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on 18 March 2014
This was a long awaited publication with very high expectations among those interested in the subject. Given that the publication was delayed a number of times, one would would of thought, for production reasons , unfortunately this book fell short. Authors did not see the pictures being used for their descriptions and in many cases the illustrations are way off. Some genera fair better such as Agaricus and the Ink Caps but genera such as Russula and Boletus are not captured well. One big thing for me is the omission of colour description from the descriptive text, we are supposed to use the illustration for this, which is some cases are plain wrong. Still, I have used the book and found it helpful. This could have been so much better had all parties come together, to produce a more cohesive, solid publication.
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on 8 June 2015
Although I do not consider myself to be fungi expert I was disappointed in this book. I had really looked forward to reading this and was left disappointed. I think by biggest disappointed lay in the illustrations - for a nature based book they were not simply good enough,
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on 24 May 2012
I pre-ordered this item and it has now arrived. As a keen amateur mycologist I was hoping for a comprehensive well illustrated field guide on the lines of the Collins Bird Guide. This was not to be. Instead you have pages of poorly coloured illustrations, 1 fruiting body per species rather than the fruiting bodies at various stages of growth which can be distinctive. No illustration of key features like spores or cell structures. The illustrations are very poor, where they could have been so helpful. Key features and details are not highlighted or illustrated, if they had, this would be a great help in the field. I am unsure whether anyone would be able to make a confident identification (apart from Fly Agaric) of fungi from this book. Don't try and look them up in the index as the font is so tiny you will require your hand lens.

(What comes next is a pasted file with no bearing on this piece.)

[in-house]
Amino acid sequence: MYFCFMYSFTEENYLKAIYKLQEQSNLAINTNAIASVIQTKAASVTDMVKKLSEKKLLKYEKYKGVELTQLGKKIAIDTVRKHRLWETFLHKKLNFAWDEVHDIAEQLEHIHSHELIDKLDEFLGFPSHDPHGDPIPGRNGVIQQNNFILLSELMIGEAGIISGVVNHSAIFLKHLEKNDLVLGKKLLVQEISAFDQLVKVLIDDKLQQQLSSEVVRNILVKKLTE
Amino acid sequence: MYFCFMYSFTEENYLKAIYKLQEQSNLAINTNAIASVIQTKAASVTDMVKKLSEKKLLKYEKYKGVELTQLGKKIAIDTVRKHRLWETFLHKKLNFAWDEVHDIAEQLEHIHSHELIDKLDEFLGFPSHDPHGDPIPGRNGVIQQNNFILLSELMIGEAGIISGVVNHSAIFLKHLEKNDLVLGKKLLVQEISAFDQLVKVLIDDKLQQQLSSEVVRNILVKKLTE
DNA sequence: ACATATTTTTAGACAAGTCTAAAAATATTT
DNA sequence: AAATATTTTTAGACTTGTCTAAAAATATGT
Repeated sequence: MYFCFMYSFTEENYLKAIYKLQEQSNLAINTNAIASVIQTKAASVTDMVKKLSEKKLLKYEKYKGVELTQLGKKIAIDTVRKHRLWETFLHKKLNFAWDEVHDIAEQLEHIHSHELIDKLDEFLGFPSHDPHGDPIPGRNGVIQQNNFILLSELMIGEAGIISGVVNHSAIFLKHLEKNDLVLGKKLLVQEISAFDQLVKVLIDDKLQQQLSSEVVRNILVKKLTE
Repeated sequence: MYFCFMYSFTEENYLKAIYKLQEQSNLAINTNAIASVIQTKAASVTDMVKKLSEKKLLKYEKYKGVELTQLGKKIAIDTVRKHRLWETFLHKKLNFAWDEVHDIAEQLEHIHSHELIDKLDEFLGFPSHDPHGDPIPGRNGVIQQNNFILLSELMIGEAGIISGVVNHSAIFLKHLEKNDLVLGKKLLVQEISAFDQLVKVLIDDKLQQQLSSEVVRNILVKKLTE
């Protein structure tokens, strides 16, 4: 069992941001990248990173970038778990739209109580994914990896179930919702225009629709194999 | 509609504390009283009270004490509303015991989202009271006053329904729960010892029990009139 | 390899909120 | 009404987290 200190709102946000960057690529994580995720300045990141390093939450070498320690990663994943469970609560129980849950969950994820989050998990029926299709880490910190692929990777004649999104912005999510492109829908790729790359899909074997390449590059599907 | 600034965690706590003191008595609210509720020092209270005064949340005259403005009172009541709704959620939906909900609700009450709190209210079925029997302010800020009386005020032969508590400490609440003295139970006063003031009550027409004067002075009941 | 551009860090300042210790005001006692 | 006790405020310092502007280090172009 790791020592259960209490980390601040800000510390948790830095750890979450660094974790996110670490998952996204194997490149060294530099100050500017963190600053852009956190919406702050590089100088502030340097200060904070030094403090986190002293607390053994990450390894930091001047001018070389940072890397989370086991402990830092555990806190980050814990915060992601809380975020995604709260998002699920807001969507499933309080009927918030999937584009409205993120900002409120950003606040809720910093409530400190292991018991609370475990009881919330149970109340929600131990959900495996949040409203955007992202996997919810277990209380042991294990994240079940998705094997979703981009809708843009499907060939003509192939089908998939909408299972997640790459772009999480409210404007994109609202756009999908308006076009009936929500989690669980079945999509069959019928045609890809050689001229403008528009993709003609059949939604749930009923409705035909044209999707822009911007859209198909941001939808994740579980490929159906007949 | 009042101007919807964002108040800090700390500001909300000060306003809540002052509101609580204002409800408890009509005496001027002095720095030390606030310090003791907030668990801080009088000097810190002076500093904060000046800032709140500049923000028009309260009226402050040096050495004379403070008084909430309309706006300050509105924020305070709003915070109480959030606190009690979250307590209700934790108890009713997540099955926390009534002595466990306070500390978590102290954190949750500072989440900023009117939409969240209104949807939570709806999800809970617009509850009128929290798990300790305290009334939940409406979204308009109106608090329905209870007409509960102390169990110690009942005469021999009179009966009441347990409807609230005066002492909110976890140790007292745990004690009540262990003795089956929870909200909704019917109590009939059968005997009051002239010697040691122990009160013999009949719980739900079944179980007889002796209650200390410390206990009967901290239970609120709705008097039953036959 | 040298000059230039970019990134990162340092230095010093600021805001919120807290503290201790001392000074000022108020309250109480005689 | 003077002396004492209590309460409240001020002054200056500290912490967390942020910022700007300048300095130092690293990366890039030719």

The text is bland and unhelpful with key identification features missing or hidden in the text and the text does not relate to the dreadful illustrations. Unlike the brilliant field guides that have been published over the last 10 years like Paul Waring's UK moths, this guide will only put people off Fungi as a difficult and opaque group.

My copy will be going to the charity shop next week. I expect this dud of a book will soon be appearing in clearance book shops for a fiver. At that price it may be worth having it a shelf filler although it would be of little use otherwise.
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on 8 November 2013
Many serious amateurs have this book in their car (to avoid carrying it around) and refer to it when their fungus isn't in Sterry & Hughes. It has 2400 species, the descriptions are precise, there are useful genus notes and a good index. The type's too small and the narrow margins prevent you reading the inner column with a handlens. There are 14,322 British fungus species and many of them can't be told apart in the field, so you're also told what to look for under your high-power microscope and what corrosive chemicals to try on your specimens.

If you want to identify fungi from pictures, buy Paul Sterry & Barry Hughes "Collins Complete Guide to British Mushrooms & Toadstools" - it's very good and half the weight.

Safety note: if you need a book to identify a fungus don't eat it.
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on 1 November 2013
A helpful guide to add to a collection but not completely definitive, I've already noticed a few omissions. The text for each entry is well written but the illustrations, which are coloured drawings or paintings, are not the best way to portray the fungi. They lack the clarity of photographs and do not show all parts, so not something a beginner could flick through to find lookalikes with ease. It has to be read with a knowledge of fungi terminology. That said, if you are interested in fungi you need to know your terms and keys anyway. So overall, a valuable addition to a creaking bookshelf!